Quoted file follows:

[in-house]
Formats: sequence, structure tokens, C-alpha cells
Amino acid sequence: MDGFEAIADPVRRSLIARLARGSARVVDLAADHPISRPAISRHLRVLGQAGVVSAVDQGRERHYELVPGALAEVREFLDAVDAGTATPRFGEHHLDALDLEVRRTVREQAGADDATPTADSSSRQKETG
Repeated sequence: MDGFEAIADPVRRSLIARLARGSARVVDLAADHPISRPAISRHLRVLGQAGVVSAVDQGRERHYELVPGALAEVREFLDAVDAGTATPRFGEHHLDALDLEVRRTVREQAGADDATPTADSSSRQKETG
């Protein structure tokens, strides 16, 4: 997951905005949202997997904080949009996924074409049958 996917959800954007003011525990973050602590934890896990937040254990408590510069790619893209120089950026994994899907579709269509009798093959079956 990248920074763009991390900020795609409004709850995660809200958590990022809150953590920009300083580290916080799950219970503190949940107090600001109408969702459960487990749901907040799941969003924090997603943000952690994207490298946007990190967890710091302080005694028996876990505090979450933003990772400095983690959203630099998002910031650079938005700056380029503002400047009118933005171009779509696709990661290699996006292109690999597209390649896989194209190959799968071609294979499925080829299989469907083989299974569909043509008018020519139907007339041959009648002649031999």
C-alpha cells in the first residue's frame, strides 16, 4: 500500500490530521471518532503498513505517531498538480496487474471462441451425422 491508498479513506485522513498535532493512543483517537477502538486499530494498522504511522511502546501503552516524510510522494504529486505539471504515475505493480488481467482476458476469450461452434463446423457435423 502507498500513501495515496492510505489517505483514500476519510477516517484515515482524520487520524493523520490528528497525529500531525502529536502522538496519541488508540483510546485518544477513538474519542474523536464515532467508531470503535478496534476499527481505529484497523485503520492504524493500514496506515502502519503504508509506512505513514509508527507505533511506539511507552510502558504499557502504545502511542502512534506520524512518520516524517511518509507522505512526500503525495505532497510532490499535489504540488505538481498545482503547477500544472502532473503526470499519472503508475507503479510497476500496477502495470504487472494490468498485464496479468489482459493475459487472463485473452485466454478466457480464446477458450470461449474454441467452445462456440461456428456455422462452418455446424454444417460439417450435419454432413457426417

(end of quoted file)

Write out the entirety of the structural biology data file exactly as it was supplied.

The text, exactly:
[in-house]
Formats: sequence, structure tokens, C-alpha cells
Amino acid sequence: MDGFEAIADPVRRSLIARLARGSARVVDLAADHPISRPAISRHLRVLGQAGVVSAVDQGRERHYELVPGALAEVREFLDAVDAGTATPRFGEHHLDALDLEVRRTVREQAGADDATPTADSSSRQKETG
Repeated sequence: MDGFEAIADPVRRSLIARLARGSARVVDLAADHPISRPAISRHLRVLGQAGVVSAVDQGRERHYELVPGALAEVREFLDAVDAGTATPRFGEHHLDALDLEVRRTVREQAGADDATPTADSSSRQKETG
């Protein structure tokens, strides 16, 4: 997951905005949202997997904080949009996924074409049958 996917959800954007003011525990973050602590934890896990937040254990408590510069790619893209120089950026994994899907579709269509009798093959079956 990248920074763009991390900020795609409004709850995660809200958590990022809150953590920009300083580290916080799950219970503190949940107090600001109408969702459960487990749901907040799941969003924090997603943000952690994207490298946007990190967890710091302080005694028996876990505090979450933003990772400095983690959203630099998002910031650079938005700056380029503002400047009118933005171009779509696709990661290699996006292109690999597209390649896989194209190959799968071609294979499925080829299989469907083989299974569909043509008018020519139907007339041959009648002649031999």
C-alpha cells in the first residue's frame, strides 16, 4: 500500500490530521471518532503498513505517531498538480496487474471462441451425422 491508498479513506485522513498535532493512543483517537477502538486499530494498522504511522511502546501503552516524510510522494504529486505539471504515475505493480488481467482476458476469450461452434463446423457435423 502507498500513501495515496492510505489517505483514500476519510477516517484515515482524520487520524493523520490528528497525529500531525502529536502522538496519541488508540483510546485518544477513538474519542474523536464515532467508531470503535478496534476499527481505529484497523485503520492504524493500514496506515502502519503504508509506512505513514509508527507505533511506539511507552510502558504499557502504545502511542502512534506520524512518520516524517511518509507522505512526500503525495505532497510532490499535489504540488505538481498545482503547477500544472502532473503526470499519472503508475507503479510497476500496477502495470504487472494490468498485464496479468489482459493475459487472463485473452485466454478466457480464446477458450470461449474454441467452445462456440461456428456455422462452418455446424454444417460439417450435419454432413457426417